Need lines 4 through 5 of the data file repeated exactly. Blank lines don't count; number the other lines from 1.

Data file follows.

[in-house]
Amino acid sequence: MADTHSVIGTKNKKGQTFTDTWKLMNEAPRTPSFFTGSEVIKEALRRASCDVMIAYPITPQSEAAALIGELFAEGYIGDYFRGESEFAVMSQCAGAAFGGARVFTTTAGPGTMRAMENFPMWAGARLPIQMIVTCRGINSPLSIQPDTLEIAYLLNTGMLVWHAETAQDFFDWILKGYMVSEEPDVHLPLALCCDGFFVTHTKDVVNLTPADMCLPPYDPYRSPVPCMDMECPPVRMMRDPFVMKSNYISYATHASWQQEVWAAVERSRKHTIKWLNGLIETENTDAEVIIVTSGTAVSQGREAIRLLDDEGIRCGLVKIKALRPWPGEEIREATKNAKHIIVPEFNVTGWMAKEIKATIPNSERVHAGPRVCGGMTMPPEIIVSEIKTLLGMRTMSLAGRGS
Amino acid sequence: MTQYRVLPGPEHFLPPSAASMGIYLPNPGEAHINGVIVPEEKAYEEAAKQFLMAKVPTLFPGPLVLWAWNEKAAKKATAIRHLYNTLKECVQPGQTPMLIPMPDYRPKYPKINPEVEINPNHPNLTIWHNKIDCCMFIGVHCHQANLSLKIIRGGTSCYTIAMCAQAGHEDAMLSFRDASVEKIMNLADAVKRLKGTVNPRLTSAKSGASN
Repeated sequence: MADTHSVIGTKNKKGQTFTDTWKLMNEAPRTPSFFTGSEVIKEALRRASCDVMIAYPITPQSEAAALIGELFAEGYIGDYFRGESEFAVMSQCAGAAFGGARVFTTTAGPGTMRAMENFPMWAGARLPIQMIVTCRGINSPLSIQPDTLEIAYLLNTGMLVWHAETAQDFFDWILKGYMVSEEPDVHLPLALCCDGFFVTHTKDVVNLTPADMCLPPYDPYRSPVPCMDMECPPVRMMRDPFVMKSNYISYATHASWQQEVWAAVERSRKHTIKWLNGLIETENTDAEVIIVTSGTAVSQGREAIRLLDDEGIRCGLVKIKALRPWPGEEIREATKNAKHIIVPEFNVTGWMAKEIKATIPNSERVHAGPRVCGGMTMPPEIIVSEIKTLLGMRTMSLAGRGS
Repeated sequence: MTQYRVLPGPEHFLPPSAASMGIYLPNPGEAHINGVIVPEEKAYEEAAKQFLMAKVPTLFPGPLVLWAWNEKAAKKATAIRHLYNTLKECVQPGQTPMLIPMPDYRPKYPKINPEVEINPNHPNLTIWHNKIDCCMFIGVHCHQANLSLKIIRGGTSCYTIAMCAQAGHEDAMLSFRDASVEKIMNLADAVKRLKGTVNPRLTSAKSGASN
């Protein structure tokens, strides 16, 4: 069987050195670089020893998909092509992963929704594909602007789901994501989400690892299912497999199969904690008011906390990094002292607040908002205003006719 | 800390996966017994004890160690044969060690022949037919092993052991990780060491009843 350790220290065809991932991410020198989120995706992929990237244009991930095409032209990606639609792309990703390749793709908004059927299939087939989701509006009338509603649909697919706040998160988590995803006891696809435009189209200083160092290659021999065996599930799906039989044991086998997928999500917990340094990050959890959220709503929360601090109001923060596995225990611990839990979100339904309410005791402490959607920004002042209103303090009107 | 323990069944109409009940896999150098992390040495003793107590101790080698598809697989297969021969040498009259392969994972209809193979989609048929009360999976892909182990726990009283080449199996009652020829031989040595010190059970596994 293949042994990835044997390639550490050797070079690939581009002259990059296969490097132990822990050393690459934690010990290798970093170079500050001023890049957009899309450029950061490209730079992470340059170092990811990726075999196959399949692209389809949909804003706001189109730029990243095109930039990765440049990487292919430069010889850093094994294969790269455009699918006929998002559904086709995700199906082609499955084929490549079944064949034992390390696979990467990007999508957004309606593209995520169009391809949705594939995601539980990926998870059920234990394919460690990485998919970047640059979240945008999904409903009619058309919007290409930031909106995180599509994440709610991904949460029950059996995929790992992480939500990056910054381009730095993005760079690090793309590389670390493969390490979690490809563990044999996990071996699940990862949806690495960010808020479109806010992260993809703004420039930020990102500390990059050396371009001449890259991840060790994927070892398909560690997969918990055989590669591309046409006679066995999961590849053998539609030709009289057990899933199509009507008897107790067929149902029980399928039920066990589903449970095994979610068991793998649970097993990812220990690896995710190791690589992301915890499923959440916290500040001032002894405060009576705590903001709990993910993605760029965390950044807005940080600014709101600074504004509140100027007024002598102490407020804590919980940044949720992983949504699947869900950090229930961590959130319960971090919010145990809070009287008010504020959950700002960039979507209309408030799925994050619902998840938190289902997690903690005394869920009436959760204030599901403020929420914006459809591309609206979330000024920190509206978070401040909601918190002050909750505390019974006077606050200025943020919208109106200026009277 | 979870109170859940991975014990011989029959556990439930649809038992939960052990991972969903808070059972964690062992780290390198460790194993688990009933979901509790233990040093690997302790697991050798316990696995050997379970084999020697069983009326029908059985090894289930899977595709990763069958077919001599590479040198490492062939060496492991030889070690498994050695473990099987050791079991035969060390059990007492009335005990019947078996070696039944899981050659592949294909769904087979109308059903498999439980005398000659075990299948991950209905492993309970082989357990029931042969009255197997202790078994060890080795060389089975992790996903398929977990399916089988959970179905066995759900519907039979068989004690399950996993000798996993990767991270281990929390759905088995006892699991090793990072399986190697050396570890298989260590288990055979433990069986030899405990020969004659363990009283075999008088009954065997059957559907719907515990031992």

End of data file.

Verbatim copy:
Repeated sequence: MADTHSVIGTKNKKGQTFTDTWKLMNEAPRTPSFFTGSEVIKEALRRASCDVMIAYPITPQSEAAALIGELFAEGYIGDYFRGESEFAVMSQCAGAAFGGARVFTTTAGPGTMRAMENFPMWAGARLPIQMIVTCRGINSPLSIQPDTLEIAYLLNTGMLVWHAETAQDFFDWILKGYMVSEEPDVHLPLALCCDGFFVTHTKDVVNLTPADMCLPPYDPYRSPVPCMDMECPPVRMMRDPFVMKSNYISYATHASWQQEVWAAVERSRKHTIKWLNGLIETENTDAEVIIVTSGTAVSQGREAIRLLDDEGIRCGLVKIKALRPWPGEEIREATKNAKHIIVPEFNVTGWMAKEIKATIPNSERVHAGPRVCGGMTMPPEIIVSEIKTLLGMRTMSLAGRGS
Repeated sequence: MTQYRVLPGPEHFLPPSAASMGIYLPNPGEAHINGVIVPEEKAYEEAAKQFLMAKVPTLFPGPLVLWAWNEKAAKKATAIRHLYNTLKECVQPGQTPMLIPMPDYRPKYPKINPEVEINPNHPNLTIWHNKIDCCMFIGVHCHQANLSLKIIRGGTSCYTIAMCAQAGHEDAMLSFRDASVEKIMNLADAVKRLKGTVNPRLTSAKSGASN